The 10 warning signs your ‘social’ coke habit is spiralling out of control – The Sun
So how do you know if your 'social' coke use is tipping over into a serious addiction?
Many people don't spot the subtle signs they are becoming reliant on the drug until it is too late.
Cocaine use in Britain is soaring – the UK was recently branded the cocaine capital of Europe, and 20 per cent of 16-24-year-olds in Britain admit taking it in the last 12 months.
But, as The Sun's End Of The Line campaign is highlighting, it can have a profound impact on mental health, with cheap, potent coke fuelling a three-fold rise in hospital admissions for mental illness.
Here, with the help of Dr Sarah Jarvis, GP and clinical director of Patient.info, we reveal the warning signs you need to look out for…
1. Your eyes are bloodshot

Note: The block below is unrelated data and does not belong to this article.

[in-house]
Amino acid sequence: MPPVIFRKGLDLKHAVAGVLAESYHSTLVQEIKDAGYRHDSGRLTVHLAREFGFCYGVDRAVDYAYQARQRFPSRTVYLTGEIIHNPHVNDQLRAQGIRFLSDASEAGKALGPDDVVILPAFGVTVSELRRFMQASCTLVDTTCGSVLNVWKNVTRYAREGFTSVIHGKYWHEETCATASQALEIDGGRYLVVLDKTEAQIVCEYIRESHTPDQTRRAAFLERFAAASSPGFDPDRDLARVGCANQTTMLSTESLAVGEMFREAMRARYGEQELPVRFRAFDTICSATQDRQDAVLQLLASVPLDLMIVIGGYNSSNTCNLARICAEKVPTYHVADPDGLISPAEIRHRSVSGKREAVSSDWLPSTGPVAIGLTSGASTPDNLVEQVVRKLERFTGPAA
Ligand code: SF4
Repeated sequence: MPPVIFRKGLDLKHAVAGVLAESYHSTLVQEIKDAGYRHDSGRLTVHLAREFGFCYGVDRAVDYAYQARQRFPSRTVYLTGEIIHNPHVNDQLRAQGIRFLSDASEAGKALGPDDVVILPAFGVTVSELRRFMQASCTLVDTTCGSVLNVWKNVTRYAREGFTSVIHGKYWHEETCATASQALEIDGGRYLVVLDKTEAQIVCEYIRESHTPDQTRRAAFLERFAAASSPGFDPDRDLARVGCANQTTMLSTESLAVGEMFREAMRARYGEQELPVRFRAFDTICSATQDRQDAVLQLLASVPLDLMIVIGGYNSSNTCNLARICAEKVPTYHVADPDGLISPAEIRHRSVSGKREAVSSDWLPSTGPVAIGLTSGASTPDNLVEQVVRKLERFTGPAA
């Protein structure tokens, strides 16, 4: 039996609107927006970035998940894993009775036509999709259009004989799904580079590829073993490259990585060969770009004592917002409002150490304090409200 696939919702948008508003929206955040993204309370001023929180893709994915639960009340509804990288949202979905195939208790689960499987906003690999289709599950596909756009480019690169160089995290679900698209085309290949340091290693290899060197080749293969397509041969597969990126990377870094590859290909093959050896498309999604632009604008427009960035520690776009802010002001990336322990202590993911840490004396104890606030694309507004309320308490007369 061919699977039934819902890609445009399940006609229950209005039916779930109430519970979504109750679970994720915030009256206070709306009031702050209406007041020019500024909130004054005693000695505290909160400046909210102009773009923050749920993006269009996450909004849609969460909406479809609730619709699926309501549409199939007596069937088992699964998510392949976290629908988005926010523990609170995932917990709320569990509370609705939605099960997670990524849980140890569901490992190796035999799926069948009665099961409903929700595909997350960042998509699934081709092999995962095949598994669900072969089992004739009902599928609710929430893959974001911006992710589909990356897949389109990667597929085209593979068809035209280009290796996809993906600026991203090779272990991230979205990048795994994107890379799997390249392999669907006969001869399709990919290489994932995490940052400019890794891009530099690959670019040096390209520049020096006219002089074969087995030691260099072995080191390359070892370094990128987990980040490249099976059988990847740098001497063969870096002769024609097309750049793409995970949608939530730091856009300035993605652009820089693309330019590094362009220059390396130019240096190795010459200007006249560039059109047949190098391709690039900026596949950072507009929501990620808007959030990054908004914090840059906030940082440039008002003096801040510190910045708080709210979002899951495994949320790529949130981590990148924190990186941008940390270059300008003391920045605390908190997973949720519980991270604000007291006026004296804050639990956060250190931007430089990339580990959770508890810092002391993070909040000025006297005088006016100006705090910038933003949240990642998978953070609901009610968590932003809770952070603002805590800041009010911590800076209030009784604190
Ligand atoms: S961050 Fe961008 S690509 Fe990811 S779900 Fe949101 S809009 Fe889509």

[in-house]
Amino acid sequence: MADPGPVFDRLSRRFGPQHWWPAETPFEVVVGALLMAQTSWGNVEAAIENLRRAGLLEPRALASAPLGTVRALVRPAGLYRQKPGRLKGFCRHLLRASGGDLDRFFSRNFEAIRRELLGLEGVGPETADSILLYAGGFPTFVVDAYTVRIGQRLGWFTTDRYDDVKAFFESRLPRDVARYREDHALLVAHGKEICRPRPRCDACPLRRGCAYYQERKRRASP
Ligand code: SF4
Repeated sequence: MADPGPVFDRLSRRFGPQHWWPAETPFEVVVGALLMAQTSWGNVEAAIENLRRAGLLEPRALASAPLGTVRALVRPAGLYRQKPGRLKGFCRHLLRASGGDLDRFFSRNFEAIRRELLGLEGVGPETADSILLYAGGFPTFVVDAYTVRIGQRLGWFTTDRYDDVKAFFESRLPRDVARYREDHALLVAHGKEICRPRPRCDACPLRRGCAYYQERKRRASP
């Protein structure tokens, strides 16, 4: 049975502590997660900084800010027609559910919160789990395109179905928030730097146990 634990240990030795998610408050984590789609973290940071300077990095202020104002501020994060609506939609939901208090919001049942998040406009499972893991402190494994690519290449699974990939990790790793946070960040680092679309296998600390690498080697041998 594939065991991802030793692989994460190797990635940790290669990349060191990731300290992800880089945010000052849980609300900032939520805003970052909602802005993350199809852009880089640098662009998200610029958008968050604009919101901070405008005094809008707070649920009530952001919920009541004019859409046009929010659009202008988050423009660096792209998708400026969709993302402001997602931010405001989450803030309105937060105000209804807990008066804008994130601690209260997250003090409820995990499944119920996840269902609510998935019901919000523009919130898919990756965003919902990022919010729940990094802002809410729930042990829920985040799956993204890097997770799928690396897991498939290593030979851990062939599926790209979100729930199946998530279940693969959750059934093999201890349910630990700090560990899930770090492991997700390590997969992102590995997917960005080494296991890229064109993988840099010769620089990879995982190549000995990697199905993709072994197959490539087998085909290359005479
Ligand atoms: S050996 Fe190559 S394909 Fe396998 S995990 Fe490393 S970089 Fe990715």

Dilated pupils are an obvious sign of cocaine use, but eyes can become bloodshot too.
That's because cocaine has an effect on the sympathetic nervous system, which raises blood pressure and makes vessels in the eyes expand.
The result is that the whites of eyes look bloodshot or red for days or weeks after taking the drug.
Cocaine is a stimulant which can stop users sleeping too – another reason problematic users are likely to have red eyes for long periods.
2. You've got a constant cold
Having a constant runny or bloody nose – from snorting cocaine – is a huge warning sign that your habit has gone too far.
On top of this coke stops people feeling hungry, so users often don't eat well. That lack of nutrition, coupled with lack of sleep thanks to big nights out, makes them more likely to fall ill and feel exhausted.